Origins of Christmas Christmas Traditions, Part Two
If we knew why, how and when our Christmas traditions began, we would gain a greater appreciation for the Christnas traditions that enrich our lives and teach our children.
by Shonnie Scarola
used with permission from 'Christian Customs, Folklore, Legends and Feast Days of the Christmas Season'
Saint Luke gave us the Christmas Story
Saint Luke is the evangelist, poet, artist, and cantor of the Holy Infancy of the Savior of Mankind. While Luke did not invent the Christmas narrative, he did give us the story of Christmas. For it was Luke and only Luke who searched out and found and preserved a birth story "too humble for prouder historians to touch." The Gospel of Luke has been described by Renan as the most beautiful book in the world, and the opening chapters the most beautiful of all.
The first two chapters of Luke give us the Christmas story. He is the only Evangelist to provide certain information about the conception, infancy, and childhood of Jesus. The events that Luke alone describes include the Annuciation, the announcement by the Archangle Gabriel that Mary had been chosen to be the mother of Christ. These words of Luke are the basis for the "Hail Mary" and the Angelus (Latin for angel). Luke also gives the only Gospel account of the Visitation. One of the most beautiful prayers, the Magnificat, appears in this passage. He is the only Evangelist to describe the presentation of the child Jesus in the Temple according to Jewish custom.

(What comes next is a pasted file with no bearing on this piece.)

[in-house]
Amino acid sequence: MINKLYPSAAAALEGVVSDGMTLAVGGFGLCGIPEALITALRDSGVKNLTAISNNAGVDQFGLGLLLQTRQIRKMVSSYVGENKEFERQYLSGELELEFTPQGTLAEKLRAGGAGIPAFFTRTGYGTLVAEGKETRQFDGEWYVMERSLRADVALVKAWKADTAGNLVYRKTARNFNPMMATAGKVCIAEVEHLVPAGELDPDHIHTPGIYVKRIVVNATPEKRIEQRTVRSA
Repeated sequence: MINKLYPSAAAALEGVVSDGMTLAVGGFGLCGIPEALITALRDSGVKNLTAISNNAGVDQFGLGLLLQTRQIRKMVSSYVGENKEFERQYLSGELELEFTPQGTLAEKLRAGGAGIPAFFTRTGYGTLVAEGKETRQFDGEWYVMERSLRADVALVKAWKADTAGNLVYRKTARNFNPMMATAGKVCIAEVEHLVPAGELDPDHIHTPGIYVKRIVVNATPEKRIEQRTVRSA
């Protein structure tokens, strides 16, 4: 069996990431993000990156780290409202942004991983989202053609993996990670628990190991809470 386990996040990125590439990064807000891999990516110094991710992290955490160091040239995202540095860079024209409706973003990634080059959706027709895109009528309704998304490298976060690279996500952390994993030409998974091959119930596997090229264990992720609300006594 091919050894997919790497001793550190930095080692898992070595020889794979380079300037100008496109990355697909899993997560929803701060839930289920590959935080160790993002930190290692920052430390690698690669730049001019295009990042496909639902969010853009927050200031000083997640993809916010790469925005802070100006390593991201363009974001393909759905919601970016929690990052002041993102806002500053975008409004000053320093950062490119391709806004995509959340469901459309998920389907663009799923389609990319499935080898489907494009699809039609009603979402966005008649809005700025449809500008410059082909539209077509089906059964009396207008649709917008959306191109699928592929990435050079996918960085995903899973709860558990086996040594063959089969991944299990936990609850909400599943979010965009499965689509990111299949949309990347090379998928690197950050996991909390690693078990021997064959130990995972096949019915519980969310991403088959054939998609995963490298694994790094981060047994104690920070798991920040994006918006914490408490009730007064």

These five events that Luke describes, the Annuciation, the Visitation, the Nativity, the Presentation and the Finding of Jesus in the Temple make up the joyful mysteries of the Rosary. It is widely held that one of the people Luke interviewed, perhaps at greater length than any other witness, may have been Mary!, the mother of Christ.
It was the "beloved physician" who could describe motherhood in all the holiness of our Christmas narratives. It was "he" who had given all his being to the service of others, and who was never to hold a child of his own in his arms, who set down the raptured words: "My soul doth magnify the Lord". Of all four Evangelists, it is Luke who best reveals Jesus the man, friend always of the poor and the downtrodden, comforting even the despairing thief crucified beside him.
Saint Luke was never married, and lived to be 84 years old. He is venerated as a martyr. According to tradition, he was a skilled artist, and several pictures of Our Blessed Lady, are attributed to his brush. His feast day is elebrated on Oct. 18.
The "O" Antiphons - A Christmas Novena
A novena is a nine days' prayer said as a preparation for some particular feast, or in order to obtain some special favor. The model and the first of all novenas was that made in the Cenacle, after the Ascension of our Lord, by the Apostles and Blessed Virgin in prepartion for the coming of the Holy Spirit. The earliest ecclesiastical novena of which there is record is the Christmas novena, which commemorates the nine months during which the Christ-child was carried in the womb of His Mother. This Novena begins on December 16, ending on Dec. 24.
December 16: "O Shepherd that rulest Israel, Thou that leadest Joseph like a sheep, come to guide and comfort us." (Follow with Our Father, Hail Mary and the Glory Be);